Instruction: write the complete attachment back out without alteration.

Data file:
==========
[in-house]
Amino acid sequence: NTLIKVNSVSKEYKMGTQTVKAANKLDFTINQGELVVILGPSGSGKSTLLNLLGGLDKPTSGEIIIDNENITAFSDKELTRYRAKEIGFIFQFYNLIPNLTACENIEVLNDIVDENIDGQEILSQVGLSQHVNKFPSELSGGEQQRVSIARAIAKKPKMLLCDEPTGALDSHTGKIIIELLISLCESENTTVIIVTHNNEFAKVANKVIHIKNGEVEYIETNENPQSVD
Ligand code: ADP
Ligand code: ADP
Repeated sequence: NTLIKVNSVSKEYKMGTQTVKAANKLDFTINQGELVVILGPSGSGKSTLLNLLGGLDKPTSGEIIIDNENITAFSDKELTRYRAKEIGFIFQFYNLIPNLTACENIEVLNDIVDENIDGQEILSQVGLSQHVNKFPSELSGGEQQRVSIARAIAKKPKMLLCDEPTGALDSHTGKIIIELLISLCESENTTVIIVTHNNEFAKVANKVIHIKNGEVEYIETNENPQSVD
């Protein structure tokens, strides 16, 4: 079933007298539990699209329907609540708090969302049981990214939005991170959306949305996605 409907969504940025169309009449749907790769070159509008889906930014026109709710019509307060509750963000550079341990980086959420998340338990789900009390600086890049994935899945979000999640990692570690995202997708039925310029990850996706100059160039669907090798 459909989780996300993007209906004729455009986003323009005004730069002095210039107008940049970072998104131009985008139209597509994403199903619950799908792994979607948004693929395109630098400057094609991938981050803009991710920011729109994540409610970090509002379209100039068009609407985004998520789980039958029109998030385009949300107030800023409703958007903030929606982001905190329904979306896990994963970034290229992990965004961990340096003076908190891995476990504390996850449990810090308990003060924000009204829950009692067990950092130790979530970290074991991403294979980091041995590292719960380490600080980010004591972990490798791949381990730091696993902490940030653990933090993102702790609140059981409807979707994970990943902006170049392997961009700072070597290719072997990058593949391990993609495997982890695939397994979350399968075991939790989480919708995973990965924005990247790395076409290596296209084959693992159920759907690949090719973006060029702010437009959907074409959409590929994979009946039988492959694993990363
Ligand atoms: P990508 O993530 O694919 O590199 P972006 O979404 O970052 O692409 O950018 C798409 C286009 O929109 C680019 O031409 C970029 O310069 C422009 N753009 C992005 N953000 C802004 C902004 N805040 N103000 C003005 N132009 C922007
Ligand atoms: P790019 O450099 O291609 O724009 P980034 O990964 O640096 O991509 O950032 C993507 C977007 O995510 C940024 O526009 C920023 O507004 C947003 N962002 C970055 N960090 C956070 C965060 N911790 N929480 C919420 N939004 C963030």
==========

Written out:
[in-house]
Amino acid sequence: NTLIKVNSVSKEYKMGTQTVKAANKLDFTINQGELVVILGPSGSGKSTLLNLLGGLDKPTSGEIIIDNENITAFSDKELTRYRAKEIGFIFQFYNLIPNLTACENIEVLNDIVDENIDGQEILSQVGLSQHVNKFPSELSGGEQQRVSIARAIAKKPKMLLCDEPTGALDSHTGKIIIELLISLCESENTTVIIVTHNNEFAKVANKVIHIKNGEVEYIETNENPQSVD
Ligand code: ADP
Ligand code: ADP
Repeated sequence: NTLIKVNSVSKEYKMGTQTVKAANKLDFTINQGELVVILGPSGSGKSTLLNLLGGLDKPTSGEIIIDNENITAFSDKELTRYRAKEIGFIFQFYNLIPNLTACENIEVLNDIVDENIDGQEILSQVGLSQHVNKFPSELSGGEQQRVSIARAIAKKPKMLLCDEPTGALDSHTGKIIIELLISLCESENTTVIIVTHNNEFAKVANKVIHIKNGEVEYIETNENPQSVD
């Protein structure tokens, strides 16, 4: 079933007298539990699209329907609540708090969302049981990214939005991170959306949305996605 409907969504940025169309009449749907790769070159509008889906930014026109709710019509307060509750963000550079341990980086959420998340338990789900009390600086890049994935899945979000999640990692570690995202997708039925310029990850996706100059160039669907090798 459909989780996300993007209906004729455009986003323009005004730069002095210039107008940049970072998104131009985008139209597509994403199903619950799908792994979607948004693929395109630098400057094609991938981050803009991710920011729109994540409610970090509002379209100039068009609407985004998520789980039958029109998030385009949300107030800023409703958007903030929606982001905190329904979306896990994963970034290229992990965004961990340096003076908190891995476990504390996850449990810090308990003060924000009204829950009692067990950092130790979530970290074991991403294979980091041995590292719960380490600080980010004591972990490798791949381990730091696993902490940030653990933090993102702790609140059981409807979707994970990943902006170049392997961009700072070597290719072997990058593949391990993609495997982890695939397994979350399968075991939790989480919708995973990965924005990247790395076409290596296209084959693992159920759907690949090719973006060029702010437009959907074409959409590929994979009946039988492959694993990363
Ligand atoms: P990508 O993530 O694919 O590199 P972006 O979404 O970052 O692409 O950018 C798409 C286009 O929109 C680019 O031409 C970029 O310069 C422009 N753009 C992005 N953000 C802004 C902004 N805040 N103000 C003005 N132009 C922007
Ligand atoms: P790019 O450099 O291609 O724009 P980034 O990964 O640096 O991509 O950032 C993507 C977007 O995510 C940024 O526009 C920023 O507004 C947003 N962002 C970055 N960090 C956070 C965060 N911790 N929480 C919420 N939004 C963030």